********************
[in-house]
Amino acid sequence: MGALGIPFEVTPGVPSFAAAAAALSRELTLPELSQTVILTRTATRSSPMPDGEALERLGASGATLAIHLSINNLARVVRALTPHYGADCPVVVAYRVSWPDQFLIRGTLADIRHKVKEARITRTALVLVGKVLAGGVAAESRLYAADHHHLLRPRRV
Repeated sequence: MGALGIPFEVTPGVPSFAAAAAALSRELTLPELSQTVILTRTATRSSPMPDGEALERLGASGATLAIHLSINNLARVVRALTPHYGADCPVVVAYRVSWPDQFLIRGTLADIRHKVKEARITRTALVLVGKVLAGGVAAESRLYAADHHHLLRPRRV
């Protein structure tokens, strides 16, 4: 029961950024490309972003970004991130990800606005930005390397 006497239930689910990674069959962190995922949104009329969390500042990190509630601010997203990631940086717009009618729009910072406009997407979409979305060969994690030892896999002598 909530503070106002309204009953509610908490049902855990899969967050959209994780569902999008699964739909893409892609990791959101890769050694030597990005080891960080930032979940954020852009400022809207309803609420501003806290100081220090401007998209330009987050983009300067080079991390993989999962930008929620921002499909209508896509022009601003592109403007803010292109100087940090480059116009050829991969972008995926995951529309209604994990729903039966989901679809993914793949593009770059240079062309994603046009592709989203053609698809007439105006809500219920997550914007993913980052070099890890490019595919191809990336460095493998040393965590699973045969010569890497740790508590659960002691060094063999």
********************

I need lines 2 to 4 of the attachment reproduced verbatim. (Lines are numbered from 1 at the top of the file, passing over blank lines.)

Amino acid sequence: MGALGIPFEVTPGVPSFAAAAAALSRELTLPELSQTVILTRTATRSSPMPDGEALERLGASGATLAIHLSINNLARVVRALTPHYGADCPVVVAYRVSWPDQFLIRGTLADIRHKVKEARITRTALVLVGKVLAGGVAAESRLYAADHHHLLRPRRV
Repeated sequence: MGALGIPFEVTPGVPSFAAAAAALSRELTLPELSQTVILTRTATRSSPMPDGEALERLGASGATLAIHLSINNLARVVRALTPHYGADCPVVVAYRVSWPDQFLIRGTLADIRHKVKEARITRTALVLVGKVLAGGVAAESRLYAADHHHLLRPRRV
């Protein structure tokens, strides 16, 4: 029961950024490309972003970004991130990800606005930005390397 006497239930689910990674069959962190995922949104009329969390500042990190509630601010997203990631940086717009009618729009910072406009997407979409979305060969994690030892896999002598 909530503070106002309204009953509610908490049902855990899969967050959209994780569902999008699964739909893409892609990791959101890769050694030597990005080891960080930032979940954020852009400022809207309803609420501003806290100081220090401007998209330009987050983009300067080079991390993989999962930008929620921002499909209508896509022009601003592109403007803010292109100087940090480059116009050829991969972008995926995951529309209604994990729903039966989901679809993914793949593009770059240079062309994603046009592709989203053609698809007439105006809500219920997550914007993913980052070099890890490019595919191809990336460095493998040393965590699973045969010569890497740790508590659960002691060094063999």